I next went to the Royal National College for the Blind in Hereford to undertake my A-Levels. Academic studies to enable me to enter university if I chose.

I had wanted to become a physiotherapist, but was informed that having a dual disability would prevent me from pursuing this career.

Tony paragliding in Venezuela, 2012 At boarding school in Coventry, I had been exposed to children with different disabilities. This gave me a sense that being blind and partially deaf was not the worst disability in life. Some of my friends had walking difficulties, speech impairments, asthma, seizures and a variety of other conditions. I considered myself lucky. My best friend had Muscular Dystrophy, a muscle wasting disease and was slowly dying. This had a significant impact on me. He died just as I began my courses at RNC Hereford, October 1995. My Dad had died of old age only two months previously and I found myself in a strange place, without friends, alone and full of grief. I eventually turned towards alcohol and studies as a refuge…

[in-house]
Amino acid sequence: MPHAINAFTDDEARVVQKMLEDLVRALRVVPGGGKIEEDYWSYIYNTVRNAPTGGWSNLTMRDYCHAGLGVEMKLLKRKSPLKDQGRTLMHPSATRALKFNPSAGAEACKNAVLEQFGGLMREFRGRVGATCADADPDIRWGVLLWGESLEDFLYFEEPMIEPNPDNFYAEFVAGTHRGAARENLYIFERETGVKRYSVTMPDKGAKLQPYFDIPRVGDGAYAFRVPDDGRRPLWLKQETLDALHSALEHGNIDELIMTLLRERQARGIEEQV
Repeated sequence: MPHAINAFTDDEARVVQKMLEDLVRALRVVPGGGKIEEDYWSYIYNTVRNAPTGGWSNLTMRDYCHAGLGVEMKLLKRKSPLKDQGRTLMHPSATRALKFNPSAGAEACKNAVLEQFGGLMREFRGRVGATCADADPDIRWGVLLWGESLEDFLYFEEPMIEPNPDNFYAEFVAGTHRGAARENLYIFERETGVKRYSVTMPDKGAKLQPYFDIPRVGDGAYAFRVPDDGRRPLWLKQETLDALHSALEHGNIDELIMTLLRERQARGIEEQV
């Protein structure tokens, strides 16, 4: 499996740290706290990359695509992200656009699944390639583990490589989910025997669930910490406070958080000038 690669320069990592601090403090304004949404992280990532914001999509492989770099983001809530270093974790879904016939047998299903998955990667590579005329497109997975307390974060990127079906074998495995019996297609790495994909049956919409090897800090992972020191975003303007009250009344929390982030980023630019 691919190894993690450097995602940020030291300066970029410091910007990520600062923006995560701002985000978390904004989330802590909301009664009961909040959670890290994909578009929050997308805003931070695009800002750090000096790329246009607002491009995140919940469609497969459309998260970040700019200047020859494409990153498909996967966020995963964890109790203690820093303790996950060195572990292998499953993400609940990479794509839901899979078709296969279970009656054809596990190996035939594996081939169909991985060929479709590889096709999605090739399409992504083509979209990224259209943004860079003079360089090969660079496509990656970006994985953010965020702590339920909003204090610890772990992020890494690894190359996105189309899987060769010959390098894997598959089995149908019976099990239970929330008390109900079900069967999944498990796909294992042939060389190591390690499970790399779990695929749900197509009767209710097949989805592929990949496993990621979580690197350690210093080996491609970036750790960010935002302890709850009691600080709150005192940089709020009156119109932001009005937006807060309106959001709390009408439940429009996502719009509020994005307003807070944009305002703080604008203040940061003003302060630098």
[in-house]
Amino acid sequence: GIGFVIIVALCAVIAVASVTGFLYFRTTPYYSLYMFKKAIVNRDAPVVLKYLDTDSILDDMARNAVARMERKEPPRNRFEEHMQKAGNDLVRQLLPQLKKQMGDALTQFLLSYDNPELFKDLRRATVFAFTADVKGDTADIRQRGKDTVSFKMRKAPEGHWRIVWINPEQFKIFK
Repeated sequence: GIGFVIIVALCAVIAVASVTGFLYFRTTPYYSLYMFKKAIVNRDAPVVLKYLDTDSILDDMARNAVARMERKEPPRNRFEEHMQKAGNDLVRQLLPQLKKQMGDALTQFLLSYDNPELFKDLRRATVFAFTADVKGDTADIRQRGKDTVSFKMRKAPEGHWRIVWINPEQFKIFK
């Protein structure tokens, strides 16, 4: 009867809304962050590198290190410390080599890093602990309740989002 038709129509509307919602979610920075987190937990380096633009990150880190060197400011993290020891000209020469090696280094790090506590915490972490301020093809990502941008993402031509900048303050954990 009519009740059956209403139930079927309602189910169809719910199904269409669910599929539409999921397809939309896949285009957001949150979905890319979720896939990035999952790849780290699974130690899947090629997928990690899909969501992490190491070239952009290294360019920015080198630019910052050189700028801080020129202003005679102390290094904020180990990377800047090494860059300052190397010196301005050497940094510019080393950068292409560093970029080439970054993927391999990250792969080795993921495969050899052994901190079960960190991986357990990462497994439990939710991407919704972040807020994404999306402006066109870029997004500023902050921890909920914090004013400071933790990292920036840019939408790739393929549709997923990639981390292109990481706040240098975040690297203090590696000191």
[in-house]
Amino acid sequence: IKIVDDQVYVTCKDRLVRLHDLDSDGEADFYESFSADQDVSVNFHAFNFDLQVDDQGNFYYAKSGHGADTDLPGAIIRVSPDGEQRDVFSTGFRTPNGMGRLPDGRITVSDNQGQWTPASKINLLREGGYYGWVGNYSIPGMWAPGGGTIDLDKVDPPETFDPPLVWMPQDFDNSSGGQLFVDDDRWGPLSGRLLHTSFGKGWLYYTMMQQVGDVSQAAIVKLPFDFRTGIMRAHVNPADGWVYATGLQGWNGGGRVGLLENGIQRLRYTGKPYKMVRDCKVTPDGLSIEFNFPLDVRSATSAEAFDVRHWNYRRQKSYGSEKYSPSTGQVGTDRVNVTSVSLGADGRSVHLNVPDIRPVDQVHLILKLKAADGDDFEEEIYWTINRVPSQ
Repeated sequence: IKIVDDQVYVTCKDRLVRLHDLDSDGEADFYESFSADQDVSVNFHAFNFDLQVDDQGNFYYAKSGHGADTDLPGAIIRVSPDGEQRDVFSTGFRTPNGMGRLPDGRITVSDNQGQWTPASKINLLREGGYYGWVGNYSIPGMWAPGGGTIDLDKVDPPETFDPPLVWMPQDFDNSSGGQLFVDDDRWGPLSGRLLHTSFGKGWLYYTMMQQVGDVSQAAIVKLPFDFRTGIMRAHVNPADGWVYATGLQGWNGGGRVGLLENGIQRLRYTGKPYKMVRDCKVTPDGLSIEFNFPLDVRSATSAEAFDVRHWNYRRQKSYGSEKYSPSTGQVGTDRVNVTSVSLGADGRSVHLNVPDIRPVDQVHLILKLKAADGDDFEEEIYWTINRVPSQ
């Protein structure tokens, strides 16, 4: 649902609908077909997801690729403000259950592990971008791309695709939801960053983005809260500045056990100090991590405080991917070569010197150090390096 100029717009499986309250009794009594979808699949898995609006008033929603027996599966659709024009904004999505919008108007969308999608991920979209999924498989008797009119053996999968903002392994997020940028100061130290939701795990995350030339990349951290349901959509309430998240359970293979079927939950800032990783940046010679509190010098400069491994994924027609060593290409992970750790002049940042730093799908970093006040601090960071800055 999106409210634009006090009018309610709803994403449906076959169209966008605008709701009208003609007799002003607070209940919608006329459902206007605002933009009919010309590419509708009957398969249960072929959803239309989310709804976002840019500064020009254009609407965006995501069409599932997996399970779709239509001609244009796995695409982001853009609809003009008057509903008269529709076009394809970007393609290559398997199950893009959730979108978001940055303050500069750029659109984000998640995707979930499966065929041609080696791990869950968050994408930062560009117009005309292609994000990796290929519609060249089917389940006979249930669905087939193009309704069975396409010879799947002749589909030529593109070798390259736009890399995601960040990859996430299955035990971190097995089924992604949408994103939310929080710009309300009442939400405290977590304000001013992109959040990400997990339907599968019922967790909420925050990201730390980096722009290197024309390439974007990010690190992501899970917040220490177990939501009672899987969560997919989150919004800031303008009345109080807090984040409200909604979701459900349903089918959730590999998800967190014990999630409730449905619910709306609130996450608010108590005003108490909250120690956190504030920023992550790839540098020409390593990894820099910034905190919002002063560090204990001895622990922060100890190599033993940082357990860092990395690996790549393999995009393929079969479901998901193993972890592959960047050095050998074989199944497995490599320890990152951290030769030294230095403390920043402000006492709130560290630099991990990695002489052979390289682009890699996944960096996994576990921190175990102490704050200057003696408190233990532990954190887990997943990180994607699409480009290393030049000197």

Editor's Note: Please visit Tony's website, Tony Giles – Blind Independent Traveller to find out how he turned his life around, receiving a Degree with Honours in American Studies, followed by a masters degree in Transatlantic Studies (History of US Foreign Policy) at the University of Birmingham, England. He has also provided a page that lists all 81 of the Countries, Islands and Principalities he has visited. You may also wish to listen to the audio recording of the Eyes on Success interview with Tony called Extreme Travel (show number 1319).